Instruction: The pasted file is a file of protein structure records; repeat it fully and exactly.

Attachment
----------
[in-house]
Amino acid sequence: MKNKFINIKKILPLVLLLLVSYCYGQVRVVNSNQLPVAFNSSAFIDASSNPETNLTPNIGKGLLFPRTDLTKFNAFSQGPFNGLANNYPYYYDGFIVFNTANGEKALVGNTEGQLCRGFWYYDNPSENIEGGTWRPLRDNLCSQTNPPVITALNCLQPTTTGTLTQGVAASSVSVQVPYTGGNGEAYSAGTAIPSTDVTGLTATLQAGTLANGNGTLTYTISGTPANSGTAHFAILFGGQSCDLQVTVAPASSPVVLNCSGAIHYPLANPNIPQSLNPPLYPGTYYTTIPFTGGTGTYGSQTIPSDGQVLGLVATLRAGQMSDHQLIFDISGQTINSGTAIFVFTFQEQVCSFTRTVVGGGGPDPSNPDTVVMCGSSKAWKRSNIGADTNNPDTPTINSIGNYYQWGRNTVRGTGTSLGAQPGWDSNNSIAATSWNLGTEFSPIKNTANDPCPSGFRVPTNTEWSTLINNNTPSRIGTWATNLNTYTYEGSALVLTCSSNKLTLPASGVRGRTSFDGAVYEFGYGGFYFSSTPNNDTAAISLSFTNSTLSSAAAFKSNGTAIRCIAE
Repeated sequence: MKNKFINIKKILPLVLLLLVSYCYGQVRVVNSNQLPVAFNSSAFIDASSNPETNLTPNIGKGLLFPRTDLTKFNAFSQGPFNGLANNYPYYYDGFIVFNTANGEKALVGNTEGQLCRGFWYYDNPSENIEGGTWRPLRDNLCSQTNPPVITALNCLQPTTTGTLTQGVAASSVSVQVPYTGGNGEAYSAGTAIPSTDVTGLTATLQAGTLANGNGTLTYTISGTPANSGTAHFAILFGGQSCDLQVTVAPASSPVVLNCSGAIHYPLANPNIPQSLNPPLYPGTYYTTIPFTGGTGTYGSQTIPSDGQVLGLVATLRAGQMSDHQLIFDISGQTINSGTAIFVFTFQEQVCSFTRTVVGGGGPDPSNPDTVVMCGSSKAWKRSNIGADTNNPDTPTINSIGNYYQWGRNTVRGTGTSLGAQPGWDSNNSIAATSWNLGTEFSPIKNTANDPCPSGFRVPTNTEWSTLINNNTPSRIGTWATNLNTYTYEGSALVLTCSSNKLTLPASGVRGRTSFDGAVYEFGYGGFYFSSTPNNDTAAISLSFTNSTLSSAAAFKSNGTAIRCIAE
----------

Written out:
[in-house]
Amino acid sequence: MKNKFINIKKILPLVLLLLVSYCYGQVRVVNSNQLPVAFNSSAFIDASSNPETNLTPNIGKGLLFPRTDLTKFNAFSQGPFNGLANNYPYYYDGFIVFNTANGEKALVGNTEGQLCRGFWYYDNPSENIEGGTWRPLRDNLCSQTNPPVITALNCLQPTTTGTLTQGVAASSVSVQVPYTGGNGEAYSAGTAIPSTDVTGLTATLQAGTLANGNGTLTYTISGTPANSGTAHFAILFGGQSCDLQVTVAPASSPVVLNCSGAIHYPLANPNIPQSLNPPLYPGTYYTTIPFTGGTGTYGSQTIPSDGQVLGLVATLRAGQMSDHQLIFDISGQTINSGTAIFVFTFQEQVCSFTRTVVGGGGPDPSNPDTVVMCGSSKAWKRSNIGADTNNPDTPTINSIGNYYQWGRNTVRGTGTSLGAQPGWDSNNSIAATSWNLGTEFSPIKNTANDPCPSGFRVPTNTEWSTLINNNTPSRIGTWATNLNTYTYEGSALVLTCSSNKLTLPASGVRGRTSFDGAVYEFGYGGFYFSSTPNNDTAAISLSFTNSTLSSAAAFKSNGTAIRCIAE
Repeated sequence: MKNKFINIKKILPLVLLLLVSYCYGQVRVVNSNQLPVAFNSSAFIDASSNPETNLTPNIGKGLLFPRTDLTKFNAFSQGPFNGLANNYPYYYDGFIVFNTANGEKALVGNTEGQLCRGFWYYDNPSENIEGGTWRPLRDNLCSQTNPPVITALNCLQPTTTGTLTQGVAASSVSVQVPYTGGNGEAYSAGTAIPSTDVTGLTATLQAGTLANGNGTLTYTISGTPANSGTAHFAILFGGQSCDLQVTVAPASSPVVLNCSGAIHYPLANPNIPQSLNPPLYPGTYYTTIPFTGGTGTYGSQTIPSDGQVLGLVATLRAGQMSDHQLIFDISGQTINSGTAIFVFTFQEQVCSFTRTVVGGGGPDPSNPDTVVMCGSSKAWKRSNIGADTNNPDTPTINSIGNYYQWGRNTVRGTGTSLGAQPGWDSNNSIAATSWNLGTEFSPIKNTANDPCPSGFRVPTNTEWSTLINNNTPSRIGTWATNLNTYTYEGSALVLTCSSNKLTLPASGVRGRTSFDGAVYEFGYGGFYFSSTPNNDTAAISLSFTNSTLSSAAAFKSNGTAIRCIAE